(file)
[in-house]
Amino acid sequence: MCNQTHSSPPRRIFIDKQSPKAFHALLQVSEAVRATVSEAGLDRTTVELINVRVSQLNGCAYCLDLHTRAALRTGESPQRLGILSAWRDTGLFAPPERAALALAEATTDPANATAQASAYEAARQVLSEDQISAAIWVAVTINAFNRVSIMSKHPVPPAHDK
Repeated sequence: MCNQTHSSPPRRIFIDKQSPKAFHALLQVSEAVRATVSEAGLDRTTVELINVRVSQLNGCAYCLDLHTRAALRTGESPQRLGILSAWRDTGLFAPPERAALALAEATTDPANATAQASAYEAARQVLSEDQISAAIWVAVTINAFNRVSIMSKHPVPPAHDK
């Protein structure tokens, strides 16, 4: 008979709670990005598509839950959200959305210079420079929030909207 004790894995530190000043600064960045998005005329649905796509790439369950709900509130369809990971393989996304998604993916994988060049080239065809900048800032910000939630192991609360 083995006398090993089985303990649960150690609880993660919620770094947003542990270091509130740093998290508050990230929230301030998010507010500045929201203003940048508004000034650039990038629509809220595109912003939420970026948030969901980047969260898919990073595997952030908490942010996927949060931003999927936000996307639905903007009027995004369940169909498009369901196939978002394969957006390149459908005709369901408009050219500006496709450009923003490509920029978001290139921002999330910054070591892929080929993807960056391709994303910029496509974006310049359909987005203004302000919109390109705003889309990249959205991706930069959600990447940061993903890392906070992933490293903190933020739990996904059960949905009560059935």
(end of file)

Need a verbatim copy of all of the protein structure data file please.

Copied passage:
[in-house]
Amino acid sequence: MCNQTHSSPPRRIFIDKQSPKAFHALLQVSEAVRATVSEAGLDRTTVELINVRVSQLNGCAYCLDLHTRAALRTGESPQRLGILSAWRDTGLFAPPERAALALAEATTDPANATAQASAYEAARQVLSEDQISAAIWVAVTINAFNRVSIMSKHPVPPAHDK
Repeated sequence: MCNQTHSSPPRRIFIDKQSPKAFHALLQVSEAVRATVSEAGLDRTTVELINVRVSQLNGCAYCLDLHTRAALRTGESPQRLGILSAWRDTGLFAPPERAALALAEATTDPANATAQASAYEAARQVLSEDQISAAIWVAVTINAFNRVSIMSKHPVPPAHDK
């Protein structure tokens, strides 16, 4: 008979709670990005598509839950959200959305210079420079929030909207 004790894995530190000043600064960045998005005329649905796509790439369950709900509130369809990971393989996304998604993916994988060049080239065809900048800032910000939630192991609360 083995006398090993089985303990649960150690609880993660919620770094947003542990270091509130740093998290508050990230929230301030998010507010500045929201203003940048508004000034650039990038629509809220595109912003939420970026948030969901980047969260898919990073595997952030908490942010996927949060931003999927936000996307639905903007009027995004369940169909498009369901196939978002394969957006390149459908005709369901408009050219500006496709450009923003490509920029978001290139921002999330910054070591892929080929993807960056391709994303910029496509974006310049359909987005203004302000919109390109705003889309990249959205991706930069959600990447940061993903890392906070992933490293903190933020739990996904059960949905009560059935």